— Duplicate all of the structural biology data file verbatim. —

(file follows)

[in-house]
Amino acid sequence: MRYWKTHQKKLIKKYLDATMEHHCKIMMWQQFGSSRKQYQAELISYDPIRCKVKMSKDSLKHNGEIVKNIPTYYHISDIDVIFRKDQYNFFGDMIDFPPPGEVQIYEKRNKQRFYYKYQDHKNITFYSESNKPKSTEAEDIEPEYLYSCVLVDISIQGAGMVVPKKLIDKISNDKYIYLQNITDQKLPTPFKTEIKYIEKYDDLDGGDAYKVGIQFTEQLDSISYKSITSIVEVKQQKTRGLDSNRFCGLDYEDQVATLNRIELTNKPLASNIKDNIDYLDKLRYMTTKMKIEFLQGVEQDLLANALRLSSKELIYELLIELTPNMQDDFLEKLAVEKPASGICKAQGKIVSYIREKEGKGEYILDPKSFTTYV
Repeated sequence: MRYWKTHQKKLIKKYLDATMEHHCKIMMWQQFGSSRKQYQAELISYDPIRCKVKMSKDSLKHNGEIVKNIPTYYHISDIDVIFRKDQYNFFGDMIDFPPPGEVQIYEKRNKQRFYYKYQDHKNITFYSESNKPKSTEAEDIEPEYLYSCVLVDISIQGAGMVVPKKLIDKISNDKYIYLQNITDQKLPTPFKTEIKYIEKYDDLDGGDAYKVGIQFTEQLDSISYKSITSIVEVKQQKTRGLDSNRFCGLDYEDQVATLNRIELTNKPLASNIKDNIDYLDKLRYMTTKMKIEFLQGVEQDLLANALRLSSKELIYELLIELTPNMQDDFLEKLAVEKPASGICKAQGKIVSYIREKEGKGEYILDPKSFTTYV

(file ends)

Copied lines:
[in-house]
Amino acid sequence: MRYWKTHQKKLIKKYLDATMEHHCKIMMWQQFGSSRKQYQAELISYDPIRCKVKMSKDSLKHNGEIVKNIPTYYHISDIDVIFRKDQYNFFGDMIDFPPPGEVQIYEKRNKQRFYYKYQDHKNITFYSESNKPKSTEAEDIEPEYLYSCVLVDISIQGAGMVVPKKLIDKISNDKYIYLQNITDQKLPTPFKTEIKYIEKYDDLDGGDAYKVGIQFTEQLDSISYKSITSIVEVKQQKTRGLDSNRFCGLDYEDQVATLNRIELTNKPLASNIKDNIDYLDKLRYMTTKMKIEFLQGVEQDLLANALRLSSKELIYELLIELTPNMQDDFLEKLAVEKPASGICKAQGKIVSYIREKEGKGEYILDPKSFTTYV
Repeated sequence: MRYWKTHQKKLIKKYLDATMEHHCKIMMWQQFGSSRKQYQAELISYDPIRCKVKMSKDSLKHNGEIVKNIPTYYHISDIDVIFRKDQYNFFGDMIDFPPPGEVQIYEKRNKQRFYYKYQDHKNITFYSESNKPKSTEAEDIEPEYLYSCVLVDISIQGAGMVVPKKLIDKISNDKYIYLQNITDQKLPTPFKTEIKYIEKYDDLDGGDAYKVGIQFTEQLDSISYKSITSIVEVKQQKTRGLDSNRFCGLDYEDQVATLNRIELTNKPLASNIKDNIDYLDKLRYMTTKMKIEFLQGVEQDLLANALRLSSKELIYELLIELTPNMQDDFLEKLAVEKPASGICKAQGKIVSYIREKEGKGEYILDPKSFTTYV